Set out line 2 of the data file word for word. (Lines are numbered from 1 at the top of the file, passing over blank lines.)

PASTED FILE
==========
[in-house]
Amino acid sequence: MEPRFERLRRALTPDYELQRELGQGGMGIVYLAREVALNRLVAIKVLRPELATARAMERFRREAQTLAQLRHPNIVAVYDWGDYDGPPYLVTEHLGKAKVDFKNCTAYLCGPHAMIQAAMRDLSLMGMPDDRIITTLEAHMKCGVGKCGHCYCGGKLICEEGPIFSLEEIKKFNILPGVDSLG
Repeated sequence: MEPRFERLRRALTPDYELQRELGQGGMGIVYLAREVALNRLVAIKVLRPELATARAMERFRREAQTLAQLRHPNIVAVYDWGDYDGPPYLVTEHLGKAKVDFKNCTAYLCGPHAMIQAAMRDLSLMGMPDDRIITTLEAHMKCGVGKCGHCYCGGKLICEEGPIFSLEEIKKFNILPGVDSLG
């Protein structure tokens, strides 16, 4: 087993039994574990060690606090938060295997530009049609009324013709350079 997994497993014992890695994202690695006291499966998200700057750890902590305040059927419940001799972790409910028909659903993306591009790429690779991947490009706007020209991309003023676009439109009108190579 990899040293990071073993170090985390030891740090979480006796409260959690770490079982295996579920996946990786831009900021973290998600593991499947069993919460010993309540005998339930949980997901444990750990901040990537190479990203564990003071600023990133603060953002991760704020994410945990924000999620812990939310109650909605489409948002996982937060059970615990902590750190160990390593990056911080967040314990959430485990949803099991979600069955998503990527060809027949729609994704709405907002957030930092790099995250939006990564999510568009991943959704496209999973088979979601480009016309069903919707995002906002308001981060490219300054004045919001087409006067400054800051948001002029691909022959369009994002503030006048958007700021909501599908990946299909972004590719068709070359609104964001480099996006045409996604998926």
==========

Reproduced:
Amino acid sequence: MEPRFERLRRALTPDYELQRELGQGGMGIVYLAREVALNRLVAIKVLRPELATARAMERFRREAQTLAQLRHPNIVAVYDWGDYDGPPYLVTEHLGKAKVDFKNCTAYLCGPHAMIQAAMRDLSLMGMPDDRIITTLEAHMKCGVGKCGHCYCGGKLICEEGPIFSLEEIKKFNILPGVDSLG